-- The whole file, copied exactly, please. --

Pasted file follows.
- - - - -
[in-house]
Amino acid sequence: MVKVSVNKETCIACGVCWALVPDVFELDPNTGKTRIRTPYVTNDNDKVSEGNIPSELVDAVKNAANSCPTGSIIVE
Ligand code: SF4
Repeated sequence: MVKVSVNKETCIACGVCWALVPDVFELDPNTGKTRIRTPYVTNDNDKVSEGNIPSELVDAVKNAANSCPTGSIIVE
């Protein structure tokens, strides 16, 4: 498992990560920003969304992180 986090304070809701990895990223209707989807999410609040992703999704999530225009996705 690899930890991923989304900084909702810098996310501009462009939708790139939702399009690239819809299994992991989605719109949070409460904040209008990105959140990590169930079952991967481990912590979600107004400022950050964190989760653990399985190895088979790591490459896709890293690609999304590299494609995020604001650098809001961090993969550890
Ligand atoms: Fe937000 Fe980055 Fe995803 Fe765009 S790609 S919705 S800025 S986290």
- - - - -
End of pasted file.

[in-house]
Amino acid sequence: MVKVSVNKETCIACGVCWALVPDVFELDPNTGKTRIRTPYVTNDNDKVSEGNIPSELVDAVKNAANSCPTGSIIVE
Ligand code: SF4
Repeated sequence: MVKVSVNKETCIACGVCWALVPDVFELDPNTGKTRIRTPYVTNDNDKVSEGNIPSELVDAVKNAANSCPTGSIIVE
């Protein structure tokens, strides 16, 4: 498992990560920003969304992180 986090304070809701990895990223209707989807999410609040992703999704999530225009996705 690899930890991923989304900084909702810098996310501009462009939708790139939702399009690239819809299994992991989605719109949070409460904040209008990105959140990590169930079952991967481990912590979600107004400022950050964190989760653990399985190895088979790591490459896709890293690609999304590299494609995020604001650098809001961090993969550890
Ligand atoms: Fe937000 Fe980055 Fe995803 Fe765009 S790609 S919705 S800025 S986290």